Experts from University of Leicester believe ground was once site of medieval church, but that discovery is still a 'long shot'
Over the centuries many fables have arisen about the final resting place of Richard III. Photograph: Getty
Archaeologists are hoping to find the lost grave of King Richard III under a Leicester car park, which they believe was once the site of a church where the medieval monarch was buried more than 500 years ago.
Richard III, the last Plantagenet, ruled England from 1483 until he was defeated at the Battle of Bosworth in 1485. It is believed his body was stripped and despoiled and brought to Leicester, where he was buried in the church of the Franciscan Friary, known as Greyfriars.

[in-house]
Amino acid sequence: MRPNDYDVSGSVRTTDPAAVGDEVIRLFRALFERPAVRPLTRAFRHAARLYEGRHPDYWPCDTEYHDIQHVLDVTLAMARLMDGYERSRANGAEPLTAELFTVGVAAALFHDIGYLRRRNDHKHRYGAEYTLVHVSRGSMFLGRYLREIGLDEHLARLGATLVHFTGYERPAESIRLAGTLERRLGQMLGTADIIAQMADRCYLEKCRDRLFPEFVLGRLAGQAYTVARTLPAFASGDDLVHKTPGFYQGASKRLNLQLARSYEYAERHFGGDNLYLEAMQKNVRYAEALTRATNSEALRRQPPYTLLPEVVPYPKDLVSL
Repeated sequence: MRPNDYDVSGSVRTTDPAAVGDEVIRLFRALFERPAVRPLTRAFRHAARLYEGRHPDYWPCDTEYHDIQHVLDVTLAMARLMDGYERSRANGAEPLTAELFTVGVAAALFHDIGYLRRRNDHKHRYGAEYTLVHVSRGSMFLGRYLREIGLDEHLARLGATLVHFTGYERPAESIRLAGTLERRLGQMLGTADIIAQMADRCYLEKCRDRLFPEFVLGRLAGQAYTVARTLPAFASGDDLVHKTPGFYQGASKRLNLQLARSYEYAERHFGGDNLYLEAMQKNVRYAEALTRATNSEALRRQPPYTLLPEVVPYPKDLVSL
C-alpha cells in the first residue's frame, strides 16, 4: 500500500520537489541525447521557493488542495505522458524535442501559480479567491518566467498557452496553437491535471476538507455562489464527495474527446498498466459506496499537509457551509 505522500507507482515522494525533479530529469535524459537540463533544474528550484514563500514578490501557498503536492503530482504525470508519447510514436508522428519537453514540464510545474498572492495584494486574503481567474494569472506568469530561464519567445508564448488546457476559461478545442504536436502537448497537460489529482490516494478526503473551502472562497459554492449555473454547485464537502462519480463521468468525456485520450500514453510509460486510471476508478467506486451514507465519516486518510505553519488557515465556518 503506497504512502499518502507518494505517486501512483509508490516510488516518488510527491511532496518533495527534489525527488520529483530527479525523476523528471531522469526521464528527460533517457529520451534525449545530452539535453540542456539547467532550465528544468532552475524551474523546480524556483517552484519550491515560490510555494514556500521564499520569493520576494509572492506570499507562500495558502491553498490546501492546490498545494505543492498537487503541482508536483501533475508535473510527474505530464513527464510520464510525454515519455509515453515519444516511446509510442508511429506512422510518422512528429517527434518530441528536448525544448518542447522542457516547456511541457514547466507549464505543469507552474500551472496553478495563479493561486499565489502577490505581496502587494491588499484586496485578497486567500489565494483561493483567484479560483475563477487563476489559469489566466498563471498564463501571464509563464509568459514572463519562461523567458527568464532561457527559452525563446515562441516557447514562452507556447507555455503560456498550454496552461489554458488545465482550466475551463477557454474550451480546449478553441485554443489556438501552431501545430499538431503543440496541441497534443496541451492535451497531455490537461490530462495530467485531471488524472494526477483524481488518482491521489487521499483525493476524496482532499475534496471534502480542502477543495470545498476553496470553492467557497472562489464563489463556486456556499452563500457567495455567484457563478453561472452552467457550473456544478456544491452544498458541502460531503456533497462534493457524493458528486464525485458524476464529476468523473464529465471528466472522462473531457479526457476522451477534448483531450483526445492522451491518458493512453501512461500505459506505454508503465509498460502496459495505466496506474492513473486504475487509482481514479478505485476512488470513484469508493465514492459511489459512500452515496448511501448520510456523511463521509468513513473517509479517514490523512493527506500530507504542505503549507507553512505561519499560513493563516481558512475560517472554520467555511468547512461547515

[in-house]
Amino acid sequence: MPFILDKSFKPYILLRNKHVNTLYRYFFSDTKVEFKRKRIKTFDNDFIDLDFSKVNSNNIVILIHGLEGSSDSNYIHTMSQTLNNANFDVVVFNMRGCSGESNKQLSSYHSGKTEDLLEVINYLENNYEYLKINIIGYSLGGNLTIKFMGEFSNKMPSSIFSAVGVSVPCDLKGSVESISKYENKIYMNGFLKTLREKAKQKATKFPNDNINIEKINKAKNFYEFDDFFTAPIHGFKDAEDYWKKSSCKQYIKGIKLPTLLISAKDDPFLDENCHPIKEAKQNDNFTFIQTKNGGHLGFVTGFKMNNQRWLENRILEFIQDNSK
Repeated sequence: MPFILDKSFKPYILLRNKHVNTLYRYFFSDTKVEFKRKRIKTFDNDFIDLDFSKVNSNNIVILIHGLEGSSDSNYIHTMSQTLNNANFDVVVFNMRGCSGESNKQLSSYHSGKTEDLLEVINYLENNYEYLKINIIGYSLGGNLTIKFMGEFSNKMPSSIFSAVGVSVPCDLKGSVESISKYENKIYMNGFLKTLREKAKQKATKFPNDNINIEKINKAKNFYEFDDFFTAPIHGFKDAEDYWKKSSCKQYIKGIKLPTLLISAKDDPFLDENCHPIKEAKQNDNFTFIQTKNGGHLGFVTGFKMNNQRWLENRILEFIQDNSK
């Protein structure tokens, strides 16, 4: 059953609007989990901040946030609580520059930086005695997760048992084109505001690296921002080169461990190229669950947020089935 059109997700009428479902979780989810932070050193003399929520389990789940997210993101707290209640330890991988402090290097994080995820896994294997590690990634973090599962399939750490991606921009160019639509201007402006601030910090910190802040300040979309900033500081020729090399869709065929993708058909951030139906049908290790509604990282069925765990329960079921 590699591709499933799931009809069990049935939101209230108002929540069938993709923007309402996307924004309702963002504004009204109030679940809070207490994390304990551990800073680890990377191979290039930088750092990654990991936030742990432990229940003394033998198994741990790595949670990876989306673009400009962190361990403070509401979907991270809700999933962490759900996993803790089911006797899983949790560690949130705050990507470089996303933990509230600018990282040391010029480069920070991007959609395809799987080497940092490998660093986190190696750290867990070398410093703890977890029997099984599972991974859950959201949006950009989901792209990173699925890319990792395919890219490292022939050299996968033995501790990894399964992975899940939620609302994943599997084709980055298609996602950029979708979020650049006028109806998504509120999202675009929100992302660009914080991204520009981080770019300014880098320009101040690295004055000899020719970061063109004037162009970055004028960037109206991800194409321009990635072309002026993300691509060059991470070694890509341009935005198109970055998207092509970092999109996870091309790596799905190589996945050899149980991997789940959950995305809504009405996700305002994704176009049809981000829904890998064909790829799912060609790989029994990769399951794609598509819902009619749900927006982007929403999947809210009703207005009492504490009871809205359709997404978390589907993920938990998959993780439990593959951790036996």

But the exact whereabouts of the church have become lost over time and it is rumoured the monarch's bones could have been thrown in to the River Soar after the dissolution of the monasteries. Experts are hoping to dispel the rumours and uncover the site of the church and the monarch's remains.
Richard Buckley, co-director of the archaeology service at the University of Leicester, said: "The big question for us is determining the whereabouts of the church on the site, and also where in the church the body was buried.